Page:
Gressner O.A. et al (2009). Identification of paraxanthine as the most potent caffeine-derived inhibitor of connective tissue growth factor expression in parenchymal cells. Liver International, DOI: 10.1111/j.1478-3231.2009.01987.x

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Liver International, DOI: 10.1111/j.1478-3231.2009.01987.x

Identification of paraxanthine as the most potent caffeine-derived inhibitor of connective tissue growth factor expression in parenchymal cells.

Gressner O.A. et al (2009).

Background: Recently, we identified hepatocytes as the major cellular source of profibrogenic connective tissue growth factor (CTGF/CCN2) in the liver. Based on reports of a hepatoprotective effect of coffee consumption, we were the first to provide evidence that caffeine suppresses transforming growth factor (TGF)-beta dependent and -independent CTGF expression in hepatocytes in vitro and in vivo, thus suggesting this xanthine-alkaloid as a potential therapeutic agent.
Aim: This study aims at comparing the inhibitory capacities of caffeine and its three demethylated derivates paraxanthine, theophylline and theobromine on CTGF expression in hepatocytes and hepatic stellate cells (HSC).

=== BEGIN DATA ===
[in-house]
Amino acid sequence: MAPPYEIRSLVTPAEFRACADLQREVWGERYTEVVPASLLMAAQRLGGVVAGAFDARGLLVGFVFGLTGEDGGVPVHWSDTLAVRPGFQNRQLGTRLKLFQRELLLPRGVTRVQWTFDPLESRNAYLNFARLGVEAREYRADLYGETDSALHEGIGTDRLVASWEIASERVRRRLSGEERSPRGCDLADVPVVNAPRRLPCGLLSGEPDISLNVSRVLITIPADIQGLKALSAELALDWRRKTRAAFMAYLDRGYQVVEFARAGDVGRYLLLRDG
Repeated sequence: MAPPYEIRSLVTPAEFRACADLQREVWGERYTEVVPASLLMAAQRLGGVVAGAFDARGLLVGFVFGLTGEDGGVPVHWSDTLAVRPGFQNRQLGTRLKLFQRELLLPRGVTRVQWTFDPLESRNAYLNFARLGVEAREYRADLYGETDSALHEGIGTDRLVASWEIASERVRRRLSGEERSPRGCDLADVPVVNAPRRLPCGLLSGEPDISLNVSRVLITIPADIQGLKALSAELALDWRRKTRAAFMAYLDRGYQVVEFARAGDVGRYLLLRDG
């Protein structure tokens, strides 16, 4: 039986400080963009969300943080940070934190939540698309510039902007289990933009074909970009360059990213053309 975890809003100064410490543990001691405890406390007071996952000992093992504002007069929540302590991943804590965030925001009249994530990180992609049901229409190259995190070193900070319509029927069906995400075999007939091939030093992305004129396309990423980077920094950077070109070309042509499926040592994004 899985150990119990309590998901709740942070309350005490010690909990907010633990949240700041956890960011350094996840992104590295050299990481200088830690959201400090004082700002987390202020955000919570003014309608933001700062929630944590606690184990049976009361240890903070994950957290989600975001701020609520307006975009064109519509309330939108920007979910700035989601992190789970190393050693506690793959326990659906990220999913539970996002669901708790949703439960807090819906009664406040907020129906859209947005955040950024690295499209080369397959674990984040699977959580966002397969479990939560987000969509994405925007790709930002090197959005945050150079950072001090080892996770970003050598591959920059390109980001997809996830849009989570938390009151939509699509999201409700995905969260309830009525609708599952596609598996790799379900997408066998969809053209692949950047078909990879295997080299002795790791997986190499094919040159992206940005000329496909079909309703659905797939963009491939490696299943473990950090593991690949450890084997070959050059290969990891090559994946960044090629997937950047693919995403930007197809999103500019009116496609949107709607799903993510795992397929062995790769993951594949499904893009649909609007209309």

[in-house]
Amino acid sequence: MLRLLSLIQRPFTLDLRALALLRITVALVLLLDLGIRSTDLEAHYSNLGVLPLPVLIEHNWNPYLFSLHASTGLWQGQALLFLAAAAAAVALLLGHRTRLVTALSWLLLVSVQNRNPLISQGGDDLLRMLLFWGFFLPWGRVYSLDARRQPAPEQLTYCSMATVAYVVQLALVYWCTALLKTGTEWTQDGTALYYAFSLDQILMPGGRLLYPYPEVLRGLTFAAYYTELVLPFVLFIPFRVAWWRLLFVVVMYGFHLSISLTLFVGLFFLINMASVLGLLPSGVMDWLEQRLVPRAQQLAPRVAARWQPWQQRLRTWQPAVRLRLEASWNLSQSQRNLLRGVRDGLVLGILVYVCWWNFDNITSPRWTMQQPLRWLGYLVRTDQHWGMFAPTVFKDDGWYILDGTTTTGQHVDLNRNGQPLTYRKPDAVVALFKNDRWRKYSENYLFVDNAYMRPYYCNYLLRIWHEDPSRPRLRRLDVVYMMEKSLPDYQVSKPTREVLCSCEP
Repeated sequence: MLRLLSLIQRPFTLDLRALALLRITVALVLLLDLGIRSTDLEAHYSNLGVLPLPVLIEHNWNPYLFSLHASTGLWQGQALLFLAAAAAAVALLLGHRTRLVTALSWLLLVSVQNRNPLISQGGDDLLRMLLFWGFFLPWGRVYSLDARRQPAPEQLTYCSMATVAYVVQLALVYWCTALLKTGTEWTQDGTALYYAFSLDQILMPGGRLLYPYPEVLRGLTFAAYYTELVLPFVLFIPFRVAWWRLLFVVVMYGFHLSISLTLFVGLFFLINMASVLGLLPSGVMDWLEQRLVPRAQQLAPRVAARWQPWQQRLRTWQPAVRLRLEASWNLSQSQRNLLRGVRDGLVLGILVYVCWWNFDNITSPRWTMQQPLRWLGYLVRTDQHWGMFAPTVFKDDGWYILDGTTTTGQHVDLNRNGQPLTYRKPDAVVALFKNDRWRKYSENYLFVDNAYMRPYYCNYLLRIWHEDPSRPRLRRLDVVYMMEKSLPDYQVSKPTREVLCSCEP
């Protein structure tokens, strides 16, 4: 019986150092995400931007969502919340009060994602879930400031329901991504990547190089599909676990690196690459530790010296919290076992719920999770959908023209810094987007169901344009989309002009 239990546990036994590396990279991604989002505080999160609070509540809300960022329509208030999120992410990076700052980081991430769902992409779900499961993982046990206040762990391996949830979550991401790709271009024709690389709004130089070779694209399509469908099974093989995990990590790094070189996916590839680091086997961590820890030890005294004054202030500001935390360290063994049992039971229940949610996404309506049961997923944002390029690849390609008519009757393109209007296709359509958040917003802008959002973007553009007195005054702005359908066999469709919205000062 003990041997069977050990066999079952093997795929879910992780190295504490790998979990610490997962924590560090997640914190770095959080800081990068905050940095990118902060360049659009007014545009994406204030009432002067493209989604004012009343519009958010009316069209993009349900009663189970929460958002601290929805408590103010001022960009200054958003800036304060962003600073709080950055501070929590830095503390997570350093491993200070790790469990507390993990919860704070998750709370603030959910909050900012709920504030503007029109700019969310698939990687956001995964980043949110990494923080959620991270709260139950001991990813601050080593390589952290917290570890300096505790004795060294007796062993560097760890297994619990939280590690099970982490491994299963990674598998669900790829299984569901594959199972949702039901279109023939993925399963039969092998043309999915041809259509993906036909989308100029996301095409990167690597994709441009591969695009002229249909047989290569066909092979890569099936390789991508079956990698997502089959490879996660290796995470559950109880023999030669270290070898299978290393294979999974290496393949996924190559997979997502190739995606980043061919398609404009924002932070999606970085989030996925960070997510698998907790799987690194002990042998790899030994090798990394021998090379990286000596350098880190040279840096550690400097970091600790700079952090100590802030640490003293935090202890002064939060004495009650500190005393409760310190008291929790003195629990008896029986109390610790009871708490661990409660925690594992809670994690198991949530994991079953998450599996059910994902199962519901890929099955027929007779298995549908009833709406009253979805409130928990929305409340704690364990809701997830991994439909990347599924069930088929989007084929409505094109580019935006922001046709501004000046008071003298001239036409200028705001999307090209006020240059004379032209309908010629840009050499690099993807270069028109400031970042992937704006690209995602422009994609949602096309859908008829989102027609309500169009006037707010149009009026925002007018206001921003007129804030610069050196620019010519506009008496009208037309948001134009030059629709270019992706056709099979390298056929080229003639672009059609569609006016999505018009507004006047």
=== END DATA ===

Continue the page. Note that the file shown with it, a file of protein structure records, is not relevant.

Results: Our data suggest paraxanthine as the most important pharmacological repressor of hepatocellular CTGF expression among the caffeine-derived metabolic methylxanthines with an inhibitory dosage (ID)50 of 1.15 mM, i.e. 3.84-fold lower than what is observed for caffeine. In addition, paraxanthine displayed the least cell toxicity as proven by the water-soluble tetrazolium-1 cell vitality assay. However, caffeine or any of the metabolites did not inhibit CTGF expression in HSC. At the toxicological threshold concentration of 1 mM for paraxanthine, we observed an inhibition of hepatocellular CTGF synthesis by 44%, which was strongly reverted in the presence of the specific competitive cyclic adenosine monophosphate inhibitor Rp-adenosine 3′,5-cyclic monophosphorothioate triethylammonium salt. Furthermore, CTGF protein expression induced by various concentrations of TGF-beta (0.13-1 ng/ml) is still reduced by, on average, 27%/45% in the presence of paraxanthine (1.25 mM/2.5 mM).
Conclusion: Our data provide an evidence-based suggestion of the caffeine-derived primary metabolite paraxanthine as a potentially powerful antifibrotic drug by its inhibitory effect on (hepatocellular) CTGF synthesis.

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